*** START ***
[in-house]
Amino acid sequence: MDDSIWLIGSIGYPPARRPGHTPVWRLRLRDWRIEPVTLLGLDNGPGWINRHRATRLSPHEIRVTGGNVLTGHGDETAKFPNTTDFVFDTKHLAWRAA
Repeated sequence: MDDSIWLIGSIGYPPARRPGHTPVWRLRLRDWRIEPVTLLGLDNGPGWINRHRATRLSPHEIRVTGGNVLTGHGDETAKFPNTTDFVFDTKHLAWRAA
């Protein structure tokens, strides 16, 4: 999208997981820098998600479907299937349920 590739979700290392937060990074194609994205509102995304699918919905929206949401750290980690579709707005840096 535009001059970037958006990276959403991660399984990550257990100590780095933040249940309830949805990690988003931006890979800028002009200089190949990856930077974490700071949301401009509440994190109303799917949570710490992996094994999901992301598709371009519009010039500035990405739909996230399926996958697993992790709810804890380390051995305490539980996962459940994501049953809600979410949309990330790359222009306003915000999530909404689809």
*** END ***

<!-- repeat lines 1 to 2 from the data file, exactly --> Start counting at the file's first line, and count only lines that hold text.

[in-house]
Amino acid sequence: MDDSIWLIGSIGYPPARRPGHTPVWRLRLRDWRIEPVTLLGLDNGPGWINRHRATRLSPHEIRVTGGNVLTGHGDETAKFPNTTDFVFDTKHLAWRAA